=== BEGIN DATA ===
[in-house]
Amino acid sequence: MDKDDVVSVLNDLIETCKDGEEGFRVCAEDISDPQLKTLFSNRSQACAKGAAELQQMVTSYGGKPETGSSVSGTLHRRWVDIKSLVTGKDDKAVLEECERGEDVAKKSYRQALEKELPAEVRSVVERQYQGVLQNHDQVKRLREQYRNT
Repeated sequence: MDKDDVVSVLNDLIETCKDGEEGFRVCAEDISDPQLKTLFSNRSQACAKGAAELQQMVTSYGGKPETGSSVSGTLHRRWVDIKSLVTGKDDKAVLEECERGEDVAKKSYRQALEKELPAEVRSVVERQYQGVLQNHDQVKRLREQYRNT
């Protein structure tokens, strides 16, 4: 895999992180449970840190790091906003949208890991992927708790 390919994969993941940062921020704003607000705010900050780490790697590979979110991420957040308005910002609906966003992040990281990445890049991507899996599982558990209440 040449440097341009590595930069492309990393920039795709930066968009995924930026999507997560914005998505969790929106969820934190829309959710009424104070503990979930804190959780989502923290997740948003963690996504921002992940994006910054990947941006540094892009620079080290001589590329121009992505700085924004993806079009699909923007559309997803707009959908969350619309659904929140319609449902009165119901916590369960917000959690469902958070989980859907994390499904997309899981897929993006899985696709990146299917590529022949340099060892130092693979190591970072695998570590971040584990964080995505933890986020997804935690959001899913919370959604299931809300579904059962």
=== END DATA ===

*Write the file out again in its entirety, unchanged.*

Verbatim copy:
[in-house]
Amino acid sequence: MDKDDVVSVLNDLIETCKDGEEGFRVCAEDISDPQLKTLFSNRSQACAKGAAELQQMVTSYGGKPETGSSVSGTLHRRWVDIKSLVTGKDDKAVLEECERGEDVAKKSYRQALEKELPAEVRSVVERQYQGVLQNHDQVKRLREQYRNT
Repeated sequence: MDKDDVVSVLNDLIETCKDGEEGFRVCAEDISDPQLKTLFSNRSQACAKGAAELQQMVTSYGGKPETGSSVSGTLHRRWVDIKSLVTGKDDKAVLEECERGEDVAKKSYRQALEKELPAEVRSVVERQYQGVLQNHDQVKRLREQYRNT
């Protein structure tokens, strides 16, 4: 895999992180449970840190790091906003949208890991992927708790 390919994969993941940062921020704003607000705010900050780490790697590979979110991420957040308005910002609906966003992040990281990445890049991507899996599982558990209440 040449440097341009590595930069492309990393920039795709930066968009995924930026999507997560914005998505969790929106969820934190829309959710009424104070503990979930804190959780989502923290997740948003963690996504921002992940994006910054990947941006540094892009620079080290001589590329121009992505700085924004993806079009699909923007559309997803707009959908969350619309659904929140319609449902009165119901916590369960917000959690469902958070989980859907994390499904997309899981897929993006899985696709990146299917590529022949340099060892130092693979190591970072695998570590971040584990964080995505933890986020997804935690959001899913919370959604299931809300579904059962």